Crime Scene Photography
Crime scene photography is mainly concerned with recording details of a crime scene. It is a static record of the mayhem of violence. These images are a visual record of the crime used in court and by police detectives to help solve crimes. The most dramatic era in crime scene photography was during the reign of gangsters and bank robbers in the 1920s and 30s. Photographs of famous gangsters’ corpses riddled with bullets were shown, often in explicit detail. Modern crime scene photography is more concerned with forensics, which detectives use to solve crimes. Digital technology, as of 2011, is only partially accepted for forensic photography.
Joseph Nicephore Niepce made the first photograph in 1826. Not long after, Matthew Brady was commissioned to photograph prisoners in Blackwell's Island prison, in 1846. The first crime photos were taken by Alexander Gardner in 1865, who was hired by the Secret Service after the Lincoln assassination to perform photographic duties. Gardner photographed a series made around Lincoln’s assassination. He also made the wanted poster for the Lincoln conspirators.
In 1871, the French started using crime photography to class and identify criminals. Alphonse Bertillon, a French police officer, developed an identification system based on measurements of criminals’ heads recorded onto photographs (see below). This system allowed a large number of records to be sifted through. It was a similar concept to fingerprinting, which came later. Most of the early years of police photography were concerned with documenting criminals.
One of the first American crime scene photographers was Arthur Fellig, commonly known as Weegee. Weegee was a press photographer in New York City and was known for his ability to get to a crime scene before the police arrived. They said he had a sixth sense like an Ouija board, hence the name Weegee. Weegee photographed onlookers at crime scenes as well as the victims. Much of the violence of the early 1900s was photographed by anonymous crime scene photographers.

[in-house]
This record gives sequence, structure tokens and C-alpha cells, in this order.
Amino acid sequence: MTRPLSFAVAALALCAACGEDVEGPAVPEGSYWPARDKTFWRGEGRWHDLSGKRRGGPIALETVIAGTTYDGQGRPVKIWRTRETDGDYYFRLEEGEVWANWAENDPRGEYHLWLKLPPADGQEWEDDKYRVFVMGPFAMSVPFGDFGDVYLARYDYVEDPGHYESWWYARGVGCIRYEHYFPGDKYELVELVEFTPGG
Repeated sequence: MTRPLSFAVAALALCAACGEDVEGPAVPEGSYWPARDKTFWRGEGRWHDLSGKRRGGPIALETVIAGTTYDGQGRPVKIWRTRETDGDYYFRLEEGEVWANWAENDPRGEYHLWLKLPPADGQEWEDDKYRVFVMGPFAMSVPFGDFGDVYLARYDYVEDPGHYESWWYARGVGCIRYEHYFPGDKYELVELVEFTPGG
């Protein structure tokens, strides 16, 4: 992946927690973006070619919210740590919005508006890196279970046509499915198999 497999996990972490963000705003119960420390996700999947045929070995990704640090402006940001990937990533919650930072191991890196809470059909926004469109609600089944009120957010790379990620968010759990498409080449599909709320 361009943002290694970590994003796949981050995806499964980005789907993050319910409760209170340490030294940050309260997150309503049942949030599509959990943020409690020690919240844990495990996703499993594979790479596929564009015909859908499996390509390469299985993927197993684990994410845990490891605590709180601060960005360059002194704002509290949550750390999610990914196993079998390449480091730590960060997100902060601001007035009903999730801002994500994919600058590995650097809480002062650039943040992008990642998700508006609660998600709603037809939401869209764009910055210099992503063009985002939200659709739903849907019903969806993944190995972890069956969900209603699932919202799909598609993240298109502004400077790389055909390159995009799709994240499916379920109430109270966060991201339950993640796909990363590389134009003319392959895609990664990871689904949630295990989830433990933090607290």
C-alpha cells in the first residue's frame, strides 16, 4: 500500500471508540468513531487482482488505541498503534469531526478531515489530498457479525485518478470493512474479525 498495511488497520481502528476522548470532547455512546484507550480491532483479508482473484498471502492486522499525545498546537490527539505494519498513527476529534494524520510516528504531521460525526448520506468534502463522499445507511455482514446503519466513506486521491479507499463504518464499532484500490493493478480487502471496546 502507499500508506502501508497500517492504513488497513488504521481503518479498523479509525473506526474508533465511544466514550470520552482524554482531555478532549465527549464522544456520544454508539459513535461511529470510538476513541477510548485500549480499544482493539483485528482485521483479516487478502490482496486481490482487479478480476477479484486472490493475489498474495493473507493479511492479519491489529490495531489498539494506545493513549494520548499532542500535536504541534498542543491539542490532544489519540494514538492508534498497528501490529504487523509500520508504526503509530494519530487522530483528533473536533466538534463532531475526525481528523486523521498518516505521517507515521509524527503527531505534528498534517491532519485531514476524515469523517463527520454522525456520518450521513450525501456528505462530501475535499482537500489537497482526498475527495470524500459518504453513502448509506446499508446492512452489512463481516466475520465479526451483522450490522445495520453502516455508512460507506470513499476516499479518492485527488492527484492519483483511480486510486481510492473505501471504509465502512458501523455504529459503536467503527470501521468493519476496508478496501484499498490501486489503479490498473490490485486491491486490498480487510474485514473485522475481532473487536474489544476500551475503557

Modern Forensic Photography
As photography was used more in recording crime scenes, documenting techniques evolved. Images were taken from different angles, shots of items in the rooms or areas surrounding the victims were taken for later use by detectives. Technological advances in camera equipment, film and processing methods created new composition rules and objectives for the crime scene photographer to follow. As of 2011, crime scene photographers now attend schools and workshops to learn the skills used in forensic photography. Specific rules must be followed for the crime scene photos to be admissible in a court of law. While digital images, at this time, are not used in court cases, infrared and ultraviolet crime scene photography has created new areas of evidence collecting for photographers.
J. Paul Getty Museum: Weegee (Arthur Fellig)
"Crime Scene Photography": by Edward M. Robinson